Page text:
When I was a kid, I was intrigued by Thor Heyerdahl's fascinating book, Kon-Tiki. This book details Heyerdahl's voyage from Peru across the Pacific Ocean to the Tuamoto Islands where his crude raft eventually beached. By carrying out this voyage, he was trying to show that his hypothesis was possible, that South American Indians could have rafted across the ocean, settling islands along the way.
"Scientists have not been willing to fully accept the idea" of prehistoric contact between Polynesia and South America, said said archeologist Terry L. Jones of Cal Poly San Luis Obispo, "but it is hard to understand why."
However, there now is direct evidence that the Polynesians at least did make it across the Pacific Ocean: chicken bones found in Chile. The chicken bones were recovered from a site called El Arenal-1 in south-central Chile, approximately a mile and a half inland on the southern side of the Arauco Peninsula. Thermoluminescent dating of ceramics from the site indicates the site was occupied from AD 700 to 1390.
Radiocarbon dating revealed the chicken bones were about 622 years old. Even with potential errors, that means they dated from somewhere between AD 1321 to 1407 -- before Spaniards first made it to the New World. Additionally, genetic analysis of the chicken bones showed that they were identical to genetic sequences of chickens from that same time period in American Samoa and Tonga, both islands that are more than 5,000 miles away from Chile.
"I was pretty excited when the dates came back as clearly pre-European. There were no questions. The Europeans didn't pick them up in Polynesia and bring them back," said archeologist Elizabeth A. Matisoo-Smith of the University of Auckland, and senior author on the paper. The new findings are published in the Proceedings of the National Academy of Sciences.
Previously, the most convincing evidence of contact between South Americans and Polynesians was the presence of sweet potatoes at archeological sites throughout Polynesia. Sweet potatoes are a native plant from South America. Additionally, sweet potatoes dating from about AD 1000 have been found on the Cook Islands. Equally important, the name of the potato used throughout Polynesia is the same name given it by South Americans.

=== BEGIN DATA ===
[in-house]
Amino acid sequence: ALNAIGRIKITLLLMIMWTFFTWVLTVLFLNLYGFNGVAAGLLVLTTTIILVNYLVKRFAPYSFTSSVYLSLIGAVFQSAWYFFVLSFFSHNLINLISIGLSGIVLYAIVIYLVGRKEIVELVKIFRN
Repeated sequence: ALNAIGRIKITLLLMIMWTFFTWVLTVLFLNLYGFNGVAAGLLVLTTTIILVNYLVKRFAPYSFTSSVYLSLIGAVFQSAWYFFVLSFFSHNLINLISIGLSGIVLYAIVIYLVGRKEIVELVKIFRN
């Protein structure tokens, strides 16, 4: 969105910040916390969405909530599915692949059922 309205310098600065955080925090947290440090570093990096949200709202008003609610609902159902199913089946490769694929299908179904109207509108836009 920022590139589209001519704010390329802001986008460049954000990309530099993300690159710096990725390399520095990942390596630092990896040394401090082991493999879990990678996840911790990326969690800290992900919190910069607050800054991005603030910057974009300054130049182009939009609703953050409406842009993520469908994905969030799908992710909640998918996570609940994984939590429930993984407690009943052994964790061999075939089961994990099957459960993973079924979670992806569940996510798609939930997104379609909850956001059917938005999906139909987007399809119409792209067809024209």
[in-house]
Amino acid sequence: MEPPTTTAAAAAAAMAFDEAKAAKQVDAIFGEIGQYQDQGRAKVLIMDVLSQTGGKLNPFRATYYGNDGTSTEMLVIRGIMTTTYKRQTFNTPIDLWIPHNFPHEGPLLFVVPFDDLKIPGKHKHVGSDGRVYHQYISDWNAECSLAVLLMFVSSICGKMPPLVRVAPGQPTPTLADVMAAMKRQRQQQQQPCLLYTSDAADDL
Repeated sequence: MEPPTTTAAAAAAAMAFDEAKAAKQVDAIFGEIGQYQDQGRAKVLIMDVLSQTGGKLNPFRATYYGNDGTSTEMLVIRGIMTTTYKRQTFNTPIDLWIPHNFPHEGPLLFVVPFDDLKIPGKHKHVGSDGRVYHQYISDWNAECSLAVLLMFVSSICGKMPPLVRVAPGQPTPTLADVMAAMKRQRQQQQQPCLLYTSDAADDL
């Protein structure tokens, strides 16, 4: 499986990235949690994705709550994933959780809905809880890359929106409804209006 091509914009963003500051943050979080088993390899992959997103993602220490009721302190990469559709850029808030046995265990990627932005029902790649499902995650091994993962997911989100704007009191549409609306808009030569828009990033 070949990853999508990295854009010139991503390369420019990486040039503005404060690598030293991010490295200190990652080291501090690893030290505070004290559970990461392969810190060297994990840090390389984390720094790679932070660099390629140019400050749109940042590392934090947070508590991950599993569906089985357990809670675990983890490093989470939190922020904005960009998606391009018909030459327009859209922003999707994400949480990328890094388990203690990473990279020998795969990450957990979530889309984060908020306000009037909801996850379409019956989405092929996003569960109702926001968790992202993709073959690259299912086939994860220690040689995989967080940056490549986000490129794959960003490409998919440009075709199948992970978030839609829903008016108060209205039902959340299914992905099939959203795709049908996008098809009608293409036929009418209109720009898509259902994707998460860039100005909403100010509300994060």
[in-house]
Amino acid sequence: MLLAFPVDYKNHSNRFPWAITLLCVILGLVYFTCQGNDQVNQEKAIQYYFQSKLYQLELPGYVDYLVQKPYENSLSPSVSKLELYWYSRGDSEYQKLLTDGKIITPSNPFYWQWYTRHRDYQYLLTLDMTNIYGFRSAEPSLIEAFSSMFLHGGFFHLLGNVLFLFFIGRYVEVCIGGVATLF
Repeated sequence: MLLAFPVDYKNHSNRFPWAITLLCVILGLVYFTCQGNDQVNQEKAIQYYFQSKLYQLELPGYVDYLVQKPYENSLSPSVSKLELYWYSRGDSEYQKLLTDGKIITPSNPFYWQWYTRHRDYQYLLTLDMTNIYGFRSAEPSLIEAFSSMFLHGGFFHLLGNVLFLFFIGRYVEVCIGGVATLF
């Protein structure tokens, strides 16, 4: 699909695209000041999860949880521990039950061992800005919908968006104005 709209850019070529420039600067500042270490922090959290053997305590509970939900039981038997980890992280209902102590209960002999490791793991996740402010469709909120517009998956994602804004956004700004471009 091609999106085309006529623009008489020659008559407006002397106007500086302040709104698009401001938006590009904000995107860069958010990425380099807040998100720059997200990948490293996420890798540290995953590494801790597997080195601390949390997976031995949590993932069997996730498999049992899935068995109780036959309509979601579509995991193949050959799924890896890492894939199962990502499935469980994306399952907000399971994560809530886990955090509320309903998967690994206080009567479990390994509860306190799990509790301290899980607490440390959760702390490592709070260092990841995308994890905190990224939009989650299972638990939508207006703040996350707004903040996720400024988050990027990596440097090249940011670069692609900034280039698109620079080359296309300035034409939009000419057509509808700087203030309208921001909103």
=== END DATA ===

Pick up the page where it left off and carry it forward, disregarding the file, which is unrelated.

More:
"If we know they landed in Chile," said Jones, "then why is it so difficult to imagine they couldn't have made it to Southern California from Hawaii?"
The Polynesians were (and are) excellent sailors and navigators. The Polynesian Voyaging Society founded by anthropologist Ben Finney has built and sailed historically accurate vessels over great distances.
Now, now. Be accurate - it was the Polynesian chickens that got to South America first, not necessarily the humans.
No wonder Kon-Tiki looked like a nest of twigs.
.."Scientists have not been willing to fully accept the idea" of prehistoric contact between Polynesia and South America, said said archeologist Terry L. Jones of Cal Poly San Luis Obispo, "but it is hard to understand why."...
I suspect that the reason may be political, in the sense of what is considered politically correct thought.
The example of Kennewick man comes to mind the skeleton appeared closer to Ainu than modern local peoples http://www.cr.nps.gov/archeology/kennewick/ but this isn't allowed because it upset some people who claim to be the descendants of the original settlers. Sadly we may never know now.
As for Polynesians visiting South America, seems worth investigating further. They managed to traverse the rest of the Pacific and the evidence, in the article, points in that direction.
The chickens, sewn planks, Olmec bigheads, racial warring, relatively advanced civilizations, all support a case for preclovis occupation in South America, reasonably from Polynesian origins. We need more corroboration of the tentative dating of 20-30 kybp!!
Carl Bauer, Arizona
Throughout these arguments about whether or not Polynesians actually reached South America is a parallel and equally important question: Did South Americans reach Polynesia, or indeed, Australia? If they were able to navigate sea-going vessels (believed to be Balsa rafts) into the western Pacific, then surely Polynesians, with their even more efficient double-canoes, could have sailed to the east and eventually to South America. Not often enough does this on-going argument cite the very obvious arrival, in the early 1970's, of Balsa rafts on the shores of Queensland and New South Wales, Australia. (Look up 'La Balsa")
A whole lot more was taking place out there in the Pacific than meets our minds! See also: 'The Mal'lam Voyagers" , a novel in eBook format, through abook2read.com ,by Jim Leslie. This story is based upon years of research on this very subject. Alo'ha